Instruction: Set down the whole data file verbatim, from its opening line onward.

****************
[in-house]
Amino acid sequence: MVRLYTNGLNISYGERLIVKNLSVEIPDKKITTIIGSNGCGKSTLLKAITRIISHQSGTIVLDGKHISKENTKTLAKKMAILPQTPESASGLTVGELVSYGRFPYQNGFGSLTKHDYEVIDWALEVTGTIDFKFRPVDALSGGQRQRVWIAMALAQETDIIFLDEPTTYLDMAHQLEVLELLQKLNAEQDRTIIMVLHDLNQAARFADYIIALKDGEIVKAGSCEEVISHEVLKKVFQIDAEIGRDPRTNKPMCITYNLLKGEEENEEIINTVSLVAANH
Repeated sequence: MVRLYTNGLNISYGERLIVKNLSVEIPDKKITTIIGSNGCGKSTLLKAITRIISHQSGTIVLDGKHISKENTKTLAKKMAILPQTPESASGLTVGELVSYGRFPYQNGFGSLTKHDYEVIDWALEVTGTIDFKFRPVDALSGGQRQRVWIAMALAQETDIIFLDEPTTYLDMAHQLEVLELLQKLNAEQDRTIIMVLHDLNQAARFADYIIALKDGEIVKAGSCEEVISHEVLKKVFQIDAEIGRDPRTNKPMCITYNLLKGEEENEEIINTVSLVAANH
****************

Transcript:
[in-house]
Amino acid sequence: MVRLYTNGLNISYGERLIVKNLSVEIPDKKITTIIGSNGCGKSTLLKAITRIISHQSGTIVLDGKHISKENTKTLAKKMAILPQTPESASGLTVGELVSYGRFPYQNGFGSLTKHDYEVIDWALEVTGTIDFKFRPVDALSGGQRQRVWIAMALAQETDIIFLDEPTTYLDMAHQLEVLELLQKLNAEQDRTIIMVLHDLNQAARFADYIIALKDGEIVKAGSCEEVISHEVLKKVFQIDAEIGRDPRTNKPMCITYNLLKGEEENEEIINTVSLVAANH
Repeated sequence: MVRLYTNGLNISYGERLIVKNLSVEIPDKKITTIIGSNGCGKSTLLKAITRIISHQSGTIVLDGKHISKENTKTLAKKMAILPQTPESASGLTVGELVSYGRFPYQNGFGSLTKHDYEVIDWALEVTGTIDFKFRPVDALSGGQRQRVWIAMALAQETDIIFLDEPTTYLDMAHQLEVLELLQKLNAEQDRTIIMVLHDLNQAARFADYIIALKDGEIVKAGSCEEVISHEVLKKVFQIDAEIGRDPRTNKPMCITYNLLKGEEENEEIINTVSLVAANH